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Biosphere 2, AZ

Guide 2 Triplogs  0 Topics
  3.5 of 5 
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Difficulty 0.5 of 5
Route Finding 1 of 5
Distance Round Trip 0.5 miles
Trailhead Elevation 3,902 feet
Elevation Gain -177 feet
Accumulated Gain 159 feet
Avg Time Round Trip 1.5 hours
Kokopelli Seeds 1.3
Interest Historic
Backpack No
Dogs not allowed
Photos Viewed All Mine Following
2  2013-03-09 WilliamnWendi
12  2012-12-21 DarthStiller
Author PaleoRob
author avatar Guides 168
Routes 225
Photos 5,981
Trips 1,093 map ( 2,433 miles )
Age 40 Male Gender
Location Grand Junction, CO
Historical Weather
Trailhead Forecast
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Preferred   Apr, Nov, Mar, Oct → Any
Seasons   ALL
Sun  5:37am - 7:22pm
Official Route
0 Alternative

Delve into the Bio Dome
by PaleoRob

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Overview: Biosphere 2 is a historic structure in its own right. Operated as a private science experiment in the 1990s to demonstrate how the Earth's systems work together, it is now run by the University of Arizona to monitor how systems should behave in the real world.

History: From Wikipedia: With a size comparable to two and a half football fields, it remains the largest closed system ever created. The glass facility is elevated nearly 4,000 feet above sea level at the base of the Santa Catalina Mountains, about a half hour outside of Tucson. The sealed nature of the structure allowed scientists to monitor the continually changing chemistry of the air, water and soil contained within. Health of the human crew was monitored by a medical doctor inside and an outside medical team.

Biosphere 2 contained representative biomes: a 1,900 square meter rainforest, an 850 square meter ocean with a coral reef, a 450 square meter mangrove wetlands, a 1,300 square meter savannah grassland, a 1,400 square meter fog desert, a 2,500 square meter agricultural system, a human habitat, and a below-ground level technical infrastructure. Heating and cooling water circulated through independent piping systems and passive solar input through the glass space frame panels covering most of the facility, and electrical power was supplied into Biosphere 2 from an onsite natural gas energy center through airtight penetrations.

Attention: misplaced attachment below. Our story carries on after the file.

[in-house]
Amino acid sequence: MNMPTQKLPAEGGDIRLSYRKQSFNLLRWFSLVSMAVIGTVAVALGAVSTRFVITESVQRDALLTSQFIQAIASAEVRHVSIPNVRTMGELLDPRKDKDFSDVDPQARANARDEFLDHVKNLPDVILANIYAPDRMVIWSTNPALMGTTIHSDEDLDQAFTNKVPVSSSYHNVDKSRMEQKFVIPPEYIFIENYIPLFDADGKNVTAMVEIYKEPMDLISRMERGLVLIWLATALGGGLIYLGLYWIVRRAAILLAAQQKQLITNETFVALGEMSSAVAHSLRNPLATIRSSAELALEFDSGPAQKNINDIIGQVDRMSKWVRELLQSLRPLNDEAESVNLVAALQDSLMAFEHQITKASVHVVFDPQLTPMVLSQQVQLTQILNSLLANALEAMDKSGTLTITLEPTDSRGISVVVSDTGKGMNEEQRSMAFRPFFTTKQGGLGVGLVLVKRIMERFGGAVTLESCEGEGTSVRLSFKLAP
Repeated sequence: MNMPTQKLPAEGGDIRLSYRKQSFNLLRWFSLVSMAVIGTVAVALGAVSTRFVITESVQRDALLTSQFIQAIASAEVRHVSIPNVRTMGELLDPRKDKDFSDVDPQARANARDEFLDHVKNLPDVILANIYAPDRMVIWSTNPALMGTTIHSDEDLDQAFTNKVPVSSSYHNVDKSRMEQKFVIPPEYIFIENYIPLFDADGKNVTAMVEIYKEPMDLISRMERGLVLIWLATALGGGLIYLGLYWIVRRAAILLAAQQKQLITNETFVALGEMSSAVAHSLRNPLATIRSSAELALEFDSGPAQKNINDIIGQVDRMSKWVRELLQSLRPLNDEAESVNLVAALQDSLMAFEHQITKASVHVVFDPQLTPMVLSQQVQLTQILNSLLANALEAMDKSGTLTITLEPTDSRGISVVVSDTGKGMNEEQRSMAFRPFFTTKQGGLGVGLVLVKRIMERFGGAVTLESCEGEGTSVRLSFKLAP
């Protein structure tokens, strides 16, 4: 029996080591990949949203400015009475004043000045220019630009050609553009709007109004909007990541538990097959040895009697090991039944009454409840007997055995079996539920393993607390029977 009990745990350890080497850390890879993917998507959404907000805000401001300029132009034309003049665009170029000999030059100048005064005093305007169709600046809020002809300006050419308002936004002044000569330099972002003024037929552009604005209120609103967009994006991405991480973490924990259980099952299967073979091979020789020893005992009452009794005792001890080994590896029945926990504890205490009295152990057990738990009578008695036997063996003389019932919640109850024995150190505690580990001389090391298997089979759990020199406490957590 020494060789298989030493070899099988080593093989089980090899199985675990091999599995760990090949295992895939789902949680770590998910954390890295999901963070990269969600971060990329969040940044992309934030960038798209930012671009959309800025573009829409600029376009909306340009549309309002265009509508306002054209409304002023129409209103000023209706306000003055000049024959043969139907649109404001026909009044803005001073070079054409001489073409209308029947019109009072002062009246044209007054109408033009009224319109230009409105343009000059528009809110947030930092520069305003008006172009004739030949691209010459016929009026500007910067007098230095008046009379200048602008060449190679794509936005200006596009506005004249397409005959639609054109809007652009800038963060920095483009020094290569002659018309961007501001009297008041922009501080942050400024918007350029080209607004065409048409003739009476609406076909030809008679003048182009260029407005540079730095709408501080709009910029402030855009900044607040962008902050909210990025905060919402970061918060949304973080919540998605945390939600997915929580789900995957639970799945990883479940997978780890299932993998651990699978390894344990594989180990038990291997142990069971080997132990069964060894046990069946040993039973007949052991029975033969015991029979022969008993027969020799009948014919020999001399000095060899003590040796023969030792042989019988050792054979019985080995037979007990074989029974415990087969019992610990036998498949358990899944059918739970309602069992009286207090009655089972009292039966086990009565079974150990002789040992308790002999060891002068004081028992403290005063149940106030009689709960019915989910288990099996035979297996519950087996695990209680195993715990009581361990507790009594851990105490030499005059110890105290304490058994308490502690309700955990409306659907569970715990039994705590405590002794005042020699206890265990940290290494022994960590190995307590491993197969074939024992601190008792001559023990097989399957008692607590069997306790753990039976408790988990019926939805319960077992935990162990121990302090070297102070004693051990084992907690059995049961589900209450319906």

Biosphere 2 had two closure experiments, Missions 1 and 2. The first, with a crew of eight people, ran for two years from 1991 to 1993. Following a six month transition period during which researchers entered the facility through airlock doors and conducted research and system engineering improvements, a second closure with a crew of seven people was conducted March 1994 - September 1994. In the course of that second mission, a dispute over management of the financial aspects of the project caused the on-site management to be locked out, and the mission itself to be ended prematurely.

In 1995, Columbia University took over management of the facility for research and as a campus until 2003. In 1996, they changed the virtually airtight, materially-closed structure designed for closed system research, to a "flow-through" system, and halted closed system research. They manipulated carbon dioxide levels for global warming research, and injected desired amounts of carbon dioxide, venting as needed.